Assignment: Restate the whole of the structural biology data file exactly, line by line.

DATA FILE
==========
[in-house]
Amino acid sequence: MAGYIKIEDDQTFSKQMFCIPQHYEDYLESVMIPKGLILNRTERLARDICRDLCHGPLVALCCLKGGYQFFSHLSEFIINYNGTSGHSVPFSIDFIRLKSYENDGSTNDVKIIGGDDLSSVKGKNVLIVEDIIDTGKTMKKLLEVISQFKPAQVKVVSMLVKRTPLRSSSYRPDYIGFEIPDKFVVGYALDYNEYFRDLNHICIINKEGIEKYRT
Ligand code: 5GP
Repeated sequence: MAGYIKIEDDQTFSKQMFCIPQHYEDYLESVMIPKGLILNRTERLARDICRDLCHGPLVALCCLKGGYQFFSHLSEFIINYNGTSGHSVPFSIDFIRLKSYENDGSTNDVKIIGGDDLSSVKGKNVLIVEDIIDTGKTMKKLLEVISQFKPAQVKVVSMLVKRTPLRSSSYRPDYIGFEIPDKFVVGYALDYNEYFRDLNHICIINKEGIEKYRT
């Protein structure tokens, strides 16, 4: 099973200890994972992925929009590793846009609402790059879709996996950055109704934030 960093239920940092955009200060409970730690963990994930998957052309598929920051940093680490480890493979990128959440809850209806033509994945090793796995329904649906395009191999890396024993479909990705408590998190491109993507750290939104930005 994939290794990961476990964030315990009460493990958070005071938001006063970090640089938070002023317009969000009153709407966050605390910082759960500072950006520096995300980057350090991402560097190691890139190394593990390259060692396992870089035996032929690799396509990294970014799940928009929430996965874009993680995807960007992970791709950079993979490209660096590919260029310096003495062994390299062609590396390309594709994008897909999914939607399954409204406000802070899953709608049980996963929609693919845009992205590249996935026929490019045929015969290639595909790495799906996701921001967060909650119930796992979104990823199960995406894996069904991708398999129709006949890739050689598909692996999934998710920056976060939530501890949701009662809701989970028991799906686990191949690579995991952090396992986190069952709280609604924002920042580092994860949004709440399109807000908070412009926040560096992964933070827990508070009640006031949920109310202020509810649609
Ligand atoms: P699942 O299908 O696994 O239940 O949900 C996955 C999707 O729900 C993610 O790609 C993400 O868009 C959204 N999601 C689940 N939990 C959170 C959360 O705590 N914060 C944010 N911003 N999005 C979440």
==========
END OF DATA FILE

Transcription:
[in-house]
Amino acid sequence: MAGYIKIEDDQTFSKQMFCIPQHYEDYLESVMIPKGLILNRTERLARDICRDLCHGPLVALCCLKGGYQFFSHLSEFIINYNGTSGHSVPFSIDFIRLKSYENDGSTNDVKIIGGDDLSSVKGKNVLIVEDIIDTGKTMKKLLEVISQFKPAQVKVVSMLVKRTPLRSSSYRPDYIGFEIPDKFVVGYALDYNEYFRDLNHICIINKEGIEKYRT
Ligand code: 5GP
Repeated sequence: MAGYIKIEDDQTFSKQMFCIPQHYEDYLESVMIPKGLILNRTERLARDICRDLCHGPLVALCCLKGGYQFFSHLSEFIINYNGTSGHSVPFSIDFIRLKSYENDGSTNDVKIIGGDDLSSVKGKNVLIVEDIIDTGKTMKKLLEVISQFKPAQVKVVSMLVKRTPLRSSSYRPDYIGFEIPDKFVVGYALDYNEYFRDLNHICIINKEGIEKYRT
């Protein structure tokens, strides 16, 4: 099973200890994972992925929009590793846009609402790059879709996996950055109704934030 960093239920940092955009200060409970730690963990994930998957052309598929920051940093680490480890493979990128959440809850209806033509994945090793796995329904649906395009191999890396024993479909990705408590998190491109993507750290939104930005 994939290794990961476990964030315990009460493990958070005071938001006063970090640089938070002023317009969000009153709407966050605390910082759960500072950006520096995300980057350090991402560097190691890139190394593990390259060692396992870089035996032929690799396509990294970014799940928009929430996965874009993680995807960007992970791709950079993979490209660096590919260029310096003495062994390299062609590396390309594709994008897909999914939607399954409204406000802070899953709608049980996963929609693919845009992205590249996935026929490019045929015969290639595909790495799906996701921001967060909650119930796992979104990823199960995406894996069904991708398999129709006949890739050689598909692996999934998710920056976060939530501890949701009662809701989970028991799906686990191949690579995991952090396992986190069952709280609604924002920042580092994860949004709440399109807000908070412009926040560096992964933070827990508070009640006031949920109310202020509810649609
Ligand atoms: P699942 O299908 O696994 O239940 O949900 C996955 C999707 O729900 C993610 O790609 C993400 O868009 C959204 N999601 C689940 N939990 C959170 C959360 O705590 N914060 C944010 N911003 N999005 C979440």